Amazing Grace does have a bit of a Hollywood glaze to it. The romance feels airbrushed to give the audience a more engaging story, and some of the courtroom antics feel a bit staged. The chronology of the film is a bit disorienting at times (flashbacks and "four years later" updates keep us on our toes). Nevertheless, it's remarkable how many characters have wit and personality in spite of their standard-issue period-piece costumes. Knight has enlivened what might have been dry and workmanlike, peppering the courtroom scenes with personality and verve, spicing the romance with wit, and spiking the punch of courtly language with just enough pizzazz.

And the cast brings the script to vivid life. Ioan Gruffudd may not have recommended himself for the part with his work in Fantastic Four, but he's surprisingly engaging here. While his courtroom speeches fall short of riveting, Gruffudd makes up for that by drawing us into the inner struggle of a man who fought formidable odds day after day.

As a romance, you could call this Love, Eventually. Romola Garai plays Barbara Spooner, who eventually marries Wilberforce, with charm and humor. Garai is a scene-stealer in everything she does — she proved herself a natural leading lady in I Capture the Castle, and she’ll be back onscreen soon in an adaptation of Ian McEwan’s Atonement, directed by Joe Wright (Pride and Prejudice).

But leave it to the veterans to steal the show. In every scene they're given, Michael Gambon and Albert Finney mop the floor with everyone else. As the great reverend John Newton, who penned the famous hymn of the title, Finney is fantastic. He’s onscreen for only a few minutes, but you’ll be talking about him after the movie. In one emotional moment, he utters one of the simplest, clearest, most moving Christian testimonies this moviegoer has ever seen. Just as memorable, Michael Gambon, so good at playing sinister villains, finds a lot of comedy in his own work as the sullen Lord Charles Fox.

While it can't quite reach the same spirited heights, Amazing Grace captures some of the spirit and showmanship that made Milos Forman's Amadeus such a classic. We learn a great deal about Wilberforce's interests and personality along the way, from his care for animals to his extravagant generosity to the poor. And while it's fair to say that too many films about the sufferings of Africans end up glorifying privileged white guys, Wilberforce's contribution to history is long overdue for a standing ovation. So that complaint should not prevent anyone from seeing this film.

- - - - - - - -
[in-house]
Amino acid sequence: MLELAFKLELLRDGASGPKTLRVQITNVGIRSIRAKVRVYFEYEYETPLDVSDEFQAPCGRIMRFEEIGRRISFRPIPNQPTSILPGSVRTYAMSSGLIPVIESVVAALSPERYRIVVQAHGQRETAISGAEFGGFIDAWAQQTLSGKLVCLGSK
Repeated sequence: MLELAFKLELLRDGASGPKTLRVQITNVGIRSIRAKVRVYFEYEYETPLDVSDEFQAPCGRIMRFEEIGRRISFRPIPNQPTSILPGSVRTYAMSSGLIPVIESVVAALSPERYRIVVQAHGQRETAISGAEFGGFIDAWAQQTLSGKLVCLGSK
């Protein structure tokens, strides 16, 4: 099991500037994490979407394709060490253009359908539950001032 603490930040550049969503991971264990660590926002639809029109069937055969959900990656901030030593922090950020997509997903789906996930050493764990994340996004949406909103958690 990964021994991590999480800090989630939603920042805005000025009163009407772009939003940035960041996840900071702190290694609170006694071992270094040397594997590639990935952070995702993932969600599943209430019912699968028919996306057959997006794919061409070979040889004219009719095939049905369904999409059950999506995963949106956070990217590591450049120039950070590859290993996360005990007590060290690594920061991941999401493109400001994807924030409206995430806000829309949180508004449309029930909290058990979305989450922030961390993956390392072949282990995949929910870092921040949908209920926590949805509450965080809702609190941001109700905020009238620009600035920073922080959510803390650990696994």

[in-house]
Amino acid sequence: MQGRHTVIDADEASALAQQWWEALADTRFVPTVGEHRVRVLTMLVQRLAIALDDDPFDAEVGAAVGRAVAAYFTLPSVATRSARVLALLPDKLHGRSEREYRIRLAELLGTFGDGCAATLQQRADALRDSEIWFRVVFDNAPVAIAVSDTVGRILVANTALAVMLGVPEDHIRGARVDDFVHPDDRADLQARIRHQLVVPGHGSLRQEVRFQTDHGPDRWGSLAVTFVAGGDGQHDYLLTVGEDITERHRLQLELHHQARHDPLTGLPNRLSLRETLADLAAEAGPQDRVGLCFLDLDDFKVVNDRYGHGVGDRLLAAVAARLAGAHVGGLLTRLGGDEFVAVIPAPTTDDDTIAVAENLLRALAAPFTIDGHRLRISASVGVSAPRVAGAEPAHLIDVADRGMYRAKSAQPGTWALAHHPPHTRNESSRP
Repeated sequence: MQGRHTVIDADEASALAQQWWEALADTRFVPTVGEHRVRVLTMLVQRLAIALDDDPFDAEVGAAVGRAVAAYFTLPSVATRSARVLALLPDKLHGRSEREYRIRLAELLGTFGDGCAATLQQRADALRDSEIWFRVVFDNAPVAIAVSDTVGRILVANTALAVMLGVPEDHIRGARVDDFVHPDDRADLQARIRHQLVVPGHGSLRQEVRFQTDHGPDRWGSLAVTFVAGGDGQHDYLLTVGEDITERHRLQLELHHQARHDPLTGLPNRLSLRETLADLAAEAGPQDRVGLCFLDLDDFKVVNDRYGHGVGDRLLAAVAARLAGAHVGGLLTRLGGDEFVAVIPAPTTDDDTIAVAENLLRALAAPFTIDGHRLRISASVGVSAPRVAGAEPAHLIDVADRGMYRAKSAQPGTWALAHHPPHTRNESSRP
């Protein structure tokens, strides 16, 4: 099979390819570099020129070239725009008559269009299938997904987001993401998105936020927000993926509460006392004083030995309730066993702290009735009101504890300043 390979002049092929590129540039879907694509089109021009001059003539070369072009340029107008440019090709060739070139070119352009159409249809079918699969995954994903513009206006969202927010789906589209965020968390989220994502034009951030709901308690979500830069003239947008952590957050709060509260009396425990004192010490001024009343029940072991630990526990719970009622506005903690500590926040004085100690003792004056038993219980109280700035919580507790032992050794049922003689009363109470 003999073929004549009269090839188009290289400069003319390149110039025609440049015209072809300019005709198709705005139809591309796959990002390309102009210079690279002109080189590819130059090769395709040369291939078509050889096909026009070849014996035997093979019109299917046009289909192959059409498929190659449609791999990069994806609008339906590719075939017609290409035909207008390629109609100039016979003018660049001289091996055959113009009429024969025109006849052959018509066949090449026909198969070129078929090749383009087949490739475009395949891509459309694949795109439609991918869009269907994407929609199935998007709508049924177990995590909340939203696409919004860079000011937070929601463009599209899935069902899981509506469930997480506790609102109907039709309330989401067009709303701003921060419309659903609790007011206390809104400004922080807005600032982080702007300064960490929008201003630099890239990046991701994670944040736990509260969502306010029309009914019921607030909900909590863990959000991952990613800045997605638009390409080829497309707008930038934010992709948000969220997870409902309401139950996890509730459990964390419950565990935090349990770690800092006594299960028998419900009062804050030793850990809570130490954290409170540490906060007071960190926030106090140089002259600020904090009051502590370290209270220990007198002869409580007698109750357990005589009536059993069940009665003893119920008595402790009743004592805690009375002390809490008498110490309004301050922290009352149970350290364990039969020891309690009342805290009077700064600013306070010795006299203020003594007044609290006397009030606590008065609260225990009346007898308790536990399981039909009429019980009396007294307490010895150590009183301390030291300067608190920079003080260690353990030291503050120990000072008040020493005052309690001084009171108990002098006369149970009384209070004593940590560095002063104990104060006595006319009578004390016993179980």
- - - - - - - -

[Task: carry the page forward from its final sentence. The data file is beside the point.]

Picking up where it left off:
The Lives of Others

(Sony Pictures Classics) It’s a tough story to tell in any context — the redemption of a monster. A storyteller who accepts this challenge faces formidable challenges:

• How do you convince the audience that a villainous creep is experiencing a change of heart?

• How do you manage to illustrate this without wrapping his transformation in sentimentality?

• How do you create a character so monstrous that we'll find his deeds repulsive, and yet so interesting that we’ll desire his redemption?

And then there's the complicated matter of the transformation itself. What triggers it?

The change should not happen too quickly. Damascus-road encounters do occur, but they’re rare, and difficult to portray convincingly. How do you illustrate an event so shattering that it changes a man, heart and soul, in a moment? No, it's much more possible to show an incremental change, because that is how most of us change ... in stages, through a long sequence of events.